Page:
Loading ...
Sorry, an error occurred while loading the content.

3292Untimely end for 'Deadwood' and one of its citizens

Expand Messages
  • Lynn Ellingwood
    Aug 28, 2006
    • 0 Attachment
      Untimely end for 'Deadwood' and one of its citizens

      Monday, August 28, 2006


      THE CLOSING shot of last night's "Deadwood" episode was never meant as
      a series-ender. But that's what it was, and for a number of reasons, it
      was both appropriate and troubling: Ian McShane's Al Swearengen
      kneeling on the floor of his office, cleaning up a bloodstain.

      The blood belonged to one of Al's prostitutes, Jen (Jen Lutheran),
      whose only crime was vaguely resembling Trixie (Paula Malcomson).
      Trixie impulsively shot and wounded mining mogul George Hearst (Gerald
      McRaney) in last week's episode to avenge Hearst's contract killing of
      the good-hearted miner Ellsworth (Jim Beaver), husband of Alma Garret
      Ellsworth (Molly Parker), owner of Deadwood's bank and its second
      largest gold claim.

      Of course Hearst demanded that Trixie be killed. Al realized Hearst
      never got a good look at Trixie's face because he was too busy looking
      at her exposed chest. So Al decided to sacrifice someone he didn't care
      about in order to save a woman he still loves -- and save Deadwood in
      the process.

      The shot of Al scrubbing that floor didn't just remind us of how many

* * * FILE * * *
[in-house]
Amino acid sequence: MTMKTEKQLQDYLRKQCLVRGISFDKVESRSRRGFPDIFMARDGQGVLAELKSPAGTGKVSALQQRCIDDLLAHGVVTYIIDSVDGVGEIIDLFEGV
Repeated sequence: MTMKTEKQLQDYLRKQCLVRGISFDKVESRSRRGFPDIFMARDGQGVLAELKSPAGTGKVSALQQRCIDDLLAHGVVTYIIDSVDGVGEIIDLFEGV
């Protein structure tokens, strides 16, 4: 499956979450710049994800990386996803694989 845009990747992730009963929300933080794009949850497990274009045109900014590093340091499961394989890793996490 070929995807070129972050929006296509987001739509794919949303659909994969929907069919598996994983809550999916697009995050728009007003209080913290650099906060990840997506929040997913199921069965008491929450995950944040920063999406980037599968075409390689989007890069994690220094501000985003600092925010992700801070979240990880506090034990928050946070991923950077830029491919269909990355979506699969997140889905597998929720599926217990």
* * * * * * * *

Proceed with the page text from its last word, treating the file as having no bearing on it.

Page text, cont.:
throats he's slit. (He's so experienced he's been known to lecture
      employees on their scrubbing technique.) It suited the narrative of
      this episode, "Tell Him Something Pretty," which complicated the show's
      master narrative -- barbarism giving way to civilization -- and showed
      how the former never really gets pushed out by the latter, just
      enclosed and domesticated.

      Written by Ted Mann and directed by Mark Tinker, "Tell Him Something
      Pretty" closed out the story of Hearst, who used fear and violence to
      subvert the camp's fledgling social institutions and gain unfettered
      access to its gold. Hearst's menace united the gangster kingpin Al and
      his longtime foil, sheriff Seth Bullock (Timothy Olyphant), and their
      alliance drew support at every layer of the camp's social pecking
      order. Al masterminded a seemingly counterintuitive strategy, which, to
      everyone's surprise, actually worked: Deadwood's citizens played it
      cool, absorbing more pain than they dished out, revealing Hearst and
      his thugs for the monsters they were.

      Hearst was ultimately exposed as something less than invincible, and
      that was so humiliating that he took the advice of theater impresario
      Langrishe (Brian Cox, whose role was thematically interesting but never
      really satisfying) and did what he'd been thinking of doing for quite
      some time: He got out. But first he had to save face by reasserting his
      power over Deadwood and demanding a blood sacrifice.

      Dramatically and thematically, Jen's murder made sense. Yet that
      closing image -- indeed the whole episode -- was deeply troubling for a
      number of reasons, some more defensible than others.

      On the defensible end, "Tell Him Something Pretty" was about the
      horrendous compromises we make in the name of survival, and how those
      compromises are often driven not by shining moral principles, but by
      personal needs -- for instance, Al's need to protect his beloved Trixie
      without inflaming Hearst's already volcanic wrath.

      The expedient hypocrisy of Al's position was made clear in an early